Source: Anadolu Agency
After several months of waiting, the Colombian government unveiled a tax bill intended to address the fiscal and social crisis triggered by the COVID-19 pandemic. However, the proposed bill has not been well-received, and the following verdict has been almost unanimous: the proposal punishes the Colombian middle-class and jeopardizes economic recovery. This is the third, and the most critical, tax bill introduced by the government of President Iván Duque in less than three years. Unless an agreement is reached in Congress in the coming months, Colombia could risk its post-pandemic socioeconomic recovery.
The main objective of the reform is to stabilize public debt and reduce the fiscal deficit, which rose to 7.8 percent of GDP last year, up from 2.5 percent in 2019. If the bill is not approved, the deficit would likely be 8.6 percent in 2021. Such an increase could affect international scale credit ratings, corporate credit, and investors’ confidence, translating into low economic growth and government incapacity to sustain social expenditures.
To avoid this fate, the bill introduces key changes echoing recommendations made by expert commissions, think-tanks, and multilateral institutions to increase government revenues—which are among the lowest in Latin America as a percentage of GDP. These include a gradual removal of tax benefits, an increase in the dividend tax rate, the elimination of value-added tax (VAT) exemptions, a broadened tax base for personal income tax, and the creation of a wealth tax.
The bill also expands and improves social expenditures. It establishes a universal basic income for the poorest households, increases transfers to pay for public higher education tuition fees, creates subsidies to cover non-labor costs in firms that employ vulnerable demographic groups, and compensates poor households with cash transfers for the VAT that they pay. Overall, the bill would increase incomes for poor and vulnerable households while taxing the rich and reducing fiscal pressure, according to the government.
Source: Gobierno de Colombia
The political class, however, is not convinced. With less than a year remaining until Colombia’s congressional and presidential elections, political instincts indicate that it would be safer for lawmakers and presidential candidates to oppose the bill. Political parties close to the government have already announced their opposition, and the party of President Duque, Centro Democrático, is showing little support. Leftist presidential candidate Gustavo Petro has attacked the bill, saying that it “reduces real wages and keeps subsidies for the ruling class,” while centrist candidate Sergio Fajardo has praised some of its elements while noting that it can still be significantly improved. Germán Vargas Lleras, a former vice president, has argued that the reform is expropriatory and synonymous with “collective political suicide.”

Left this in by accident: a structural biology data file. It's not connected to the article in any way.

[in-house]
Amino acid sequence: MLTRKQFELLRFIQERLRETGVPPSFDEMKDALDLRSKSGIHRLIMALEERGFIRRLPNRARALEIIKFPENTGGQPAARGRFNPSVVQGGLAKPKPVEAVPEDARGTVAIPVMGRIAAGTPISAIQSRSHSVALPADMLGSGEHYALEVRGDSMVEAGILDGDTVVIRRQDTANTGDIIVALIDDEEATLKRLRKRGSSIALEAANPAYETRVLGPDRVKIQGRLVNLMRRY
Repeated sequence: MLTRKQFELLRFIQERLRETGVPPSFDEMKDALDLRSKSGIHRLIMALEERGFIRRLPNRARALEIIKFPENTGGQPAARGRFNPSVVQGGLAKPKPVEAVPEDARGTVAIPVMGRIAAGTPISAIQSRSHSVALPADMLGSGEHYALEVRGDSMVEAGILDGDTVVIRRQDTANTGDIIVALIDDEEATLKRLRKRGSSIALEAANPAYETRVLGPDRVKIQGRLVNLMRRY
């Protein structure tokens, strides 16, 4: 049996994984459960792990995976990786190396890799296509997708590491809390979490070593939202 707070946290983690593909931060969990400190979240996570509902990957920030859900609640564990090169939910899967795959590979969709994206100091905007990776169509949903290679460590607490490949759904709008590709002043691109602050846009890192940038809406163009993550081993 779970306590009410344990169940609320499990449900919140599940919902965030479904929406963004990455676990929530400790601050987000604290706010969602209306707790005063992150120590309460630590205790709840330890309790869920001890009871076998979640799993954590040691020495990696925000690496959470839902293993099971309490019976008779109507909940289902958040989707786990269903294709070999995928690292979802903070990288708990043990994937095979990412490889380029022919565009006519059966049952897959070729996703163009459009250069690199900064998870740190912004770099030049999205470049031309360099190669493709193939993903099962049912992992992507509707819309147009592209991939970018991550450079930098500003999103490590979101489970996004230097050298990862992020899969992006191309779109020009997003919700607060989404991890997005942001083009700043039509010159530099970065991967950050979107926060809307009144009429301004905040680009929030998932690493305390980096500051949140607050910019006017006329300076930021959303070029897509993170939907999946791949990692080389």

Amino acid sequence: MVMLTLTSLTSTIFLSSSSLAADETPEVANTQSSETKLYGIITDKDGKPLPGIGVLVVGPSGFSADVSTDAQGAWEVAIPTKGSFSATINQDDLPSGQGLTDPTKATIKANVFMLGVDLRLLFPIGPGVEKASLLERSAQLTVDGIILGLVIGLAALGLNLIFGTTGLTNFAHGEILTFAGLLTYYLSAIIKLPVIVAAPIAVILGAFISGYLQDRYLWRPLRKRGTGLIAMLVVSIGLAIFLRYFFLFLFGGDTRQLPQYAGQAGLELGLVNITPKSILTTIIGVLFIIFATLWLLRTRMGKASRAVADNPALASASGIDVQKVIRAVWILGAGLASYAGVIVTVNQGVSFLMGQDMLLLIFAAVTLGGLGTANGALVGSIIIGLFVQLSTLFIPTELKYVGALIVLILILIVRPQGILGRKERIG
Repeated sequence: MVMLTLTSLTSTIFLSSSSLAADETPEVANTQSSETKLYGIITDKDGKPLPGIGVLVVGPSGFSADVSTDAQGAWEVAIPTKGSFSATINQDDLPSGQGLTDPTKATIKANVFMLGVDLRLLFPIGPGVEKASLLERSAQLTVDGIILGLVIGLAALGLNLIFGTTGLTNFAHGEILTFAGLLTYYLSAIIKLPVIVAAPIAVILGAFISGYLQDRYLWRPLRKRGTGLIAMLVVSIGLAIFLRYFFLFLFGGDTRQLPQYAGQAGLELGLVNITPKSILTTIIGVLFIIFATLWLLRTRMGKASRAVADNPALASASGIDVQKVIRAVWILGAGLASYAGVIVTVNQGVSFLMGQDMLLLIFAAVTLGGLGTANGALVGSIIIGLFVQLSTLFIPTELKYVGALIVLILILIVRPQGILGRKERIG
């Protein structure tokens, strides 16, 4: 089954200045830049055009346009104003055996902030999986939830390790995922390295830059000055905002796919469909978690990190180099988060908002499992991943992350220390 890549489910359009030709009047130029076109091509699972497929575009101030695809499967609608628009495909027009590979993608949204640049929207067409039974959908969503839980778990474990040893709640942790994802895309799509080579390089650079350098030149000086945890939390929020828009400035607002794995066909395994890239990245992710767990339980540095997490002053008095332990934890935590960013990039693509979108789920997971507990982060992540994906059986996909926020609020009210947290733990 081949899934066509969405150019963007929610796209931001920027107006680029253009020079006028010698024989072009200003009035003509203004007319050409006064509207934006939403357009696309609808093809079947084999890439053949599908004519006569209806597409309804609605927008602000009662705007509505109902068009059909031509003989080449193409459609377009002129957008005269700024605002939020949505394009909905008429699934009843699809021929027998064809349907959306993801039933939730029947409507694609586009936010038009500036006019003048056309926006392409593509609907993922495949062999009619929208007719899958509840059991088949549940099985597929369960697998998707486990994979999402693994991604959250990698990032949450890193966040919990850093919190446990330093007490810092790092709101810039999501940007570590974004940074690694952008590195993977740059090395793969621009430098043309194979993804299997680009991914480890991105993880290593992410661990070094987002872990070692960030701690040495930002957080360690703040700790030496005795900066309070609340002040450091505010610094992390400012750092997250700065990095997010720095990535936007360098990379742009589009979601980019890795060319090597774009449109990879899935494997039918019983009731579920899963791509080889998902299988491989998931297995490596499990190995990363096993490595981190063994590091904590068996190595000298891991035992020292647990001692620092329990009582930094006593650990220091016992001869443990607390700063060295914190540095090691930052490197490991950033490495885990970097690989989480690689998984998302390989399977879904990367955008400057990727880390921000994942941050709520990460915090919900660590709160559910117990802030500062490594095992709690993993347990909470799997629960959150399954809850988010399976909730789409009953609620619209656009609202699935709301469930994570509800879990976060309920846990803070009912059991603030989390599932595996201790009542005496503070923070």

Beyond politicians, the bill has also been critiqued by Colombians throughout the country. Nationwide strikes, supported by the majority of the population, took place this past Wednesday and could be extended for the coming days, likely increasing the pressure on Congress to sink the reform. Additionally, President Duque’s approval rating has fallen since the bill was announced.
The COVID-19 pandemic has ravaged the Colombian economy and unemployment remains above 15 percent. The national poverty rate is estimated to have increased to almost 50 percent during 2020, up from 37.5 percent in 2019. Unsurprisingly, taxation is not the primary focus for Colombians right now, which has likely played a part in the negative reaction to the proposed bill.
Still, the government’s tax reform may have a chance. With the appropriate changes, the Duque administration could advance a reform that allows for a simpler, more efficient and equitable tax system without provoking animosity among politicians and civil society.
The bill should include, for example, stronger measures to combat tax evasion and corruption—something barely mentioned in the initial reform’s introduction. Business income tax evasion has been estimated to be close to 50 percent (around five percent of GDP), while VAT evasion is around 23 percent, or two percent of GDP. Corruption costs Colombia between 1.6 percent and five percent of its GDP every year. Additionally, a faster elimination of tax reliefs and exemptions that benefit the wealthier sectors of society—almost one percent of GDP—could assist the country’s recovery from the current economic crisis. When combined, these efforts would total more than three times the revenue expected to be collected by the current bill.
In a country increasingly concerned about corruption, restructuring the bill to more actively outline anti-corruption efforts could allow the government to galvanize greater support for the reform.
Current circumstances have given Colombia the rare opportunity to advance an ambitious and comprehensive tax reform. Decisive leadership from President Duque to bring together disparate political factions and civil society in support of the bill could help produce the necessary adjustments and garner popular approval to make the proposed reform a reality.
Daniel Payares-Montoya is a research fellow at the University of California’s Center for Latin American Studies at Berkeley.